Pet odors on unfinished floor - top with Kilz?

We tore up carpet and pad that had lots of pet odors in it, and some of the odors went down to the unfinished wood floor below it. A friend suggested we roll Kilz over the floor to seal the odors before the new carpet gets installed next week.
Does this sound like a good idea, putting pad and carpet directly over the Kilz primer? Also, since there will not be a topcoat of paint on it, would it be good to use Kilz Odorless? I wouldn't want to trade pet odors for strong paint odors...
Thanks! Kevin
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snipped-for-privacy@yahoo.com (Kevin) wrote in

What you are trying to do is encapsulate the smelly wood completely from moisture and humidity. Any kind of poly varnish would work. When we did ours recently, the area of subfloor I couldn't remove and replace got several heavy coats of whatever oil-based polyurethane varnish was left in the shop. The last thing, before the carpet went down, I gave the whole floor a heavy coat of Zinsser BIN shellac primer. Dries fast, seals well. Four months now, and no smells.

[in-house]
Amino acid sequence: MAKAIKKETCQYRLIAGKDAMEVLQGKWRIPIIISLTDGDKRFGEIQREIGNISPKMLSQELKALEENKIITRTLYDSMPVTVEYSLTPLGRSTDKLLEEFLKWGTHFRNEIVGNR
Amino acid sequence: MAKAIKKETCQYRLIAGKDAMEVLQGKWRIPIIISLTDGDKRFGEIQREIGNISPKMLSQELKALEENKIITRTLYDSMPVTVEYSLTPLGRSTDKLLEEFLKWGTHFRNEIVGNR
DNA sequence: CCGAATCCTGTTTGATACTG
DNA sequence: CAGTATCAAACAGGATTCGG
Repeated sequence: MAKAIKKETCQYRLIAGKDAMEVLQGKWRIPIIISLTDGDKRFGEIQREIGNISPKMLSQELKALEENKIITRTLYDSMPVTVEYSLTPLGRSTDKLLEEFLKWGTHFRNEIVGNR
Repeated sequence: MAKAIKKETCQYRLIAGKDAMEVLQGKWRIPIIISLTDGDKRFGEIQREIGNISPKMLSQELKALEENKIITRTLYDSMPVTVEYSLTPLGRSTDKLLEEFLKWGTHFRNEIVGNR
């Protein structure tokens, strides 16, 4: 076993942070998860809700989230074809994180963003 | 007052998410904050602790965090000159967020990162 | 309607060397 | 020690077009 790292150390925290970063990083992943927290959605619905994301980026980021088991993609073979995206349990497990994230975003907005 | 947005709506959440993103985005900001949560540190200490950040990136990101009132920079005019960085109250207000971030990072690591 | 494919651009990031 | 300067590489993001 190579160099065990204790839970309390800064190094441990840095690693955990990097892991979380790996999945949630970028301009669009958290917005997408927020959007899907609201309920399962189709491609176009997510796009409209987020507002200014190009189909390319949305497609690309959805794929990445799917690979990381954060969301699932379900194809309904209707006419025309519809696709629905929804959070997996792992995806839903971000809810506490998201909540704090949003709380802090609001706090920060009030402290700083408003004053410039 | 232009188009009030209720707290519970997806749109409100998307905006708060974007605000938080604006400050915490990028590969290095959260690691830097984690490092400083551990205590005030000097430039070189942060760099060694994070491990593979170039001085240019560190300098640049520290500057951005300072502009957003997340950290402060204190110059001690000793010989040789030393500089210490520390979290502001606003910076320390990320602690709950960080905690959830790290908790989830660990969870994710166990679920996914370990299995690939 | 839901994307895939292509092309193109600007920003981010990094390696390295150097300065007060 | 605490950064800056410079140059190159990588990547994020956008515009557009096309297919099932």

KILZ should work. I don't think you need the odorless. Open the windows, and air everything out well, whatever you use. This is of particular importance with the BIN, which is alcohol-based.
Patriarch
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Kilz may not be the solution to this problem. All primers are part of a painting system and if you analyze the problem you will realize that the odorous material has penetrated the wood. It makes sense, then, to seal with something that penetrates the wood, rather than a primer which is formulated to stay on the surface and provide a paint bond.
<< I wouldn't want to trade pet odors for strong paint odors... >>
Get real here. Paint odors are not going to persist any longer than it takes for the paint to cure. You don't detect any paint odor on your window trim do you? Consider first using one of the enzyme treatmants on the floor to control the odor causing areas, then coat the wood with the lowest priced water based poyurethane varnish you can find. The PU cures fast, has minimal odor and may even be chemically reactive to some of the smelly material. HTH
Joe
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On 27 Sep 2004 07:04:37 -0700, snipped-for-privacy@yahoo.com (Kevin) wrote:

Don't cover it yet. If it is pet urine that you smell get a enzyme urine cleaner that can be bought in many pet stores. Some brands are in a powder form that you can mix to the desired strength. The enzyme attacks the urine and removes the smell. Once you cover the area with Kilz you will never be able to penetrate the wood good enough to get the smell out. Humid weather can activate the smell again so it is best to eliminate it rather than cover it.
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